The following exchange, two chapters into this novella, takes place between Andrei (the story’s protagonist) and his friend Kahn:
“What is the ‘Yellow Arrow?” Khan repeated. “Where are we?”
He turned Andrei to face the window, and Andrei saw the tops of the trees hurtling past the window from left to right.
“Hang on,” said Andrei, “hang on.”
He clutched his head in his hands and sat down on the bunk bed.
“I remember,” he said. “The ‘Yellow Arrow’ is a train traveling towards a ruined bridge. The train we’re riding in.”
This comes as no surprise to the reader; the book’s blurb explains that The Yellow Arrow (1993) is a Russian train. The passengers, though, have to work at remembering what they are; at best they are wholly indifferent to their status as passengers. And it appears they’ve been on the train for ages. This particular exchange between Andrei and Kahn begins with Kahn noting that nothing new is going on, while Andrei wonders “where the last five years went”. It is painfully obvious that they are on a train, a whole city or nation traveling in a train with an infinite number of carriages. Victor Pelevin does not hide the reality of the train from the passengers. This isn’t a plot where the reader has access to certain information that the passengers are not privy to. There are compartments and conductors and cars. Most reading material, especially the magazines are written for people who live on trains. A favorite book is Boris Pasternak’s Early Trains. Special drinks are labeled “Railroad Special”. A popular song is “Train on Fire”. Seems The Yellow Arrow shares a border lobby with another nation-train. There is a booming trade in locomotive parts and fittings. The Upper Bunk Theater’s production of Armored Train One-Sixteen-Five-Eleven is considered avant-garde. For Pete’s sake, they dispose of their dead by throwing the corpses out of compartment windows. To top it all of, occasionally the train stops but nobody gets off. Nobody.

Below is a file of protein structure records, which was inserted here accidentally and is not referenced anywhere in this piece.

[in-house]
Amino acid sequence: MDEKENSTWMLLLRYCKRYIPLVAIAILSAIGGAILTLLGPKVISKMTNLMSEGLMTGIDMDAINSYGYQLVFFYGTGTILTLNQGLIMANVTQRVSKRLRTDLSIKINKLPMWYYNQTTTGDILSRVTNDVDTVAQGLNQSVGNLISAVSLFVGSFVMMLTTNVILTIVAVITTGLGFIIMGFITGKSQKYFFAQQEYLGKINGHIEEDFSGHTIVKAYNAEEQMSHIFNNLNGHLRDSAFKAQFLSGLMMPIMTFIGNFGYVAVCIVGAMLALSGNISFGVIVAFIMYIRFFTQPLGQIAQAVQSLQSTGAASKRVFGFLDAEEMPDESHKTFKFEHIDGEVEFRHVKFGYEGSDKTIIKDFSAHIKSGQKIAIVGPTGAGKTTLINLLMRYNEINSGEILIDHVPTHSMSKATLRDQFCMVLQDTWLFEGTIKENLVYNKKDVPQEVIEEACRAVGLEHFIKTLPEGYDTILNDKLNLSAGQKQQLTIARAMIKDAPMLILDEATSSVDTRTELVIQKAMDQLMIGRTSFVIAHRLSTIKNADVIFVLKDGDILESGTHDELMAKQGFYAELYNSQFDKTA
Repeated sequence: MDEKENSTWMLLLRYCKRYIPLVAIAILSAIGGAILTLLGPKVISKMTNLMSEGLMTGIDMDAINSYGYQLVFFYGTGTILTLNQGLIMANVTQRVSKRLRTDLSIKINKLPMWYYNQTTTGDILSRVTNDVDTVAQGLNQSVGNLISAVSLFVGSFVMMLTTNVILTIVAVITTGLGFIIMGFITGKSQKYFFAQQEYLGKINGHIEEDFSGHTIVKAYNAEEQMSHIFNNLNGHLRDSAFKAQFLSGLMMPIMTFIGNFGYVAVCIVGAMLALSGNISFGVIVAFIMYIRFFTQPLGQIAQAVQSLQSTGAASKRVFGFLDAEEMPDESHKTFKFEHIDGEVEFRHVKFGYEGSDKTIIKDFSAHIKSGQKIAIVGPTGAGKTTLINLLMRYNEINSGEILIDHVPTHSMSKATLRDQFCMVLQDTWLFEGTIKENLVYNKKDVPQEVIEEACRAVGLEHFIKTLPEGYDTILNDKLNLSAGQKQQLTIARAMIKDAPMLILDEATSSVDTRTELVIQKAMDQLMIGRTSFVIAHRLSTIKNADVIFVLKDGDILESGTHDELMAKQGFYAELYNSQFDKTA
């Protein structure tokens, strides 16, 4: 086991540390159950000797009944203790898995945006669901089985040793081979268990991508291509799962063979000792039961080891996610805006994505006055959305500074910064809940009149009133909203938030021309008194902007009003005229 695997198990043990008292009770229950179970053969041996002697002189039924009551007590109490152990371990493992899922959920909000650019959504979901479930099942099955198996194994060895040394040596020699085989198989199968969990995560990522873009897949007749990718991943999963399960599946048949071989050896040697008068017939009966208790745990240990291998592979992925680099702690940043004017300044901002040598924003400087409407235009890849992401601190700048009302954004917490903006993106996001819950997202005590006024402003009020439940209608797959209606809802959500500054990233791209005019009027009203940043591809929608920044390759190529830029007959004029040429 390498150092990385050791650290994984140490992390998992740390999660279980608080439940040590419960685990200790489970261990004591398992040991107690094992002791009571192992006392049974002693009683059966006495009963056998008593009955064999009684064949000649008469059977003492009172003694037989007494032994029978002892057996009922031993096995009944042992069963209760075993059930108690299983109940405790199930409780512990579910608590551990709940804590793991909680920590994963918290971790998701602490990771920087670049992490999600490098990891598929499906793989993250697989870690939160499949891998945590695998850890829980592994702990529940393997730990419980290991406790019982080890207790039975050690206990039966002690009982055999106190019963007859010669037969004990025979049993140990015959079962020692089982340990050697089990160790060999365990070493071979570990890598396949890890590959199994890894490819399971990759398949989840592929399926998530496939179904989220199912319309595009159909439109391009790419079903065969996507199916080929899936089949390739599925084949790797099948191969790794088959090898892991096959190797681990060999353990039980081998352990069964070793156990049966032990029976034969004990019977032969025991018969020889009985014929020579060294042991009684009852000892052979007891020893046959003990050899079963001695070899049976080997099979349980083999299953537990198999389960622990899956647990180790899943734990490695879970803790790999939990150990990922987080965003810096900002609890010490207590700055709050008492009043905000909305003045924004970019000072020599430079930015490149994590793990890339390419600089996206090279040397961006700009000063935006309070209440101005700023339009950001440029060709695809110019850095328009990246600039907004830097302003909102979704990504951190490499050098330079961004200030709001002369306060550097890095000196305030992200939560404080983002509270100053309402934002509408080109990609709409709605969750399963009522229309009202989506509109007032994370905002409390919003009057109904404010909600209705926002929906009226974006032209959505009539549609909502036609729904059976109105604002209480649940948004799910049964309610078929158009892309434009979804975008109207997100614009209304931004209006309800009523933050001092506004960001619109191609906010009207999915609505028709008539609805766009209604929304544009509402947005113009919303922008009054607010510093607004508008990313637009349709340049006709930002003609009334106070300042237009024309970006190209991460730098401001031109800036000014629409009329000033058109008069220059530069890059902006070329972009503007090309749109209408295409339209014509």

Andrei and Khan again:
“I’m a passenger right now,” he said. “And so are you”.
“A normal passenger never thinks of himself as a passenger,” said Khan. “So if you know you’re a passenger, you no longer are one. They could never imagine that it’s possible to get off this train. Nothing else exists for them, apart from the train.
The Yellow Arrow is a dark, comic tale with absurdist and fantastic elements. But it is also frightfully realistic. Widely viewed as a metaphor for post-Communist Russia, it portrays a society that accepts everything without questioning anything. This sublime novella implicates us all. It urges us to dissent more, not dissention for its own sake, but because deep down we know better. We know how it ought to be.
For Andrei, Khan and other passengers who ponder their existence:
“It doesn’t matter in the least whether anything else exists apart from our train. What matters is that we can live as though there is something else. As though it really is possible to get off. That’s the only difference. But if you try to explain that difference to any of the passengers, they won’t understand.”
The Yellow Arrow is a delight to read. I’m fascinated and bewitched by Pelevin’s mind. Years ago, I let slip to a Russian colleague that Mikhail Bulgakov is my favorite Russian writer. She was so impressed. I think her estimation of me went up a couple of levels. See, the extra benefits of reading world literature :). She then suggested that I take a look at Victor Pelevin, a contemporary writer whose works most reminds her of Bulgakov’s novels. She kindly gave me a copy of Pelevin’s Buddha’s Little Finger. Of course, after such endorsement, I bought two novellas, The Yellow Arrow and Omon Ra. I really shouldn’t have waited so long to start reading Victor Pelevin. And if what I’ve described here appeals to you, then you should sample his works as well.
On the translation: The novella is translated from the original Russian by Andrew Browmfield. It’s good, can’t fault anything. Tellingly, the translation retain the story’s humor.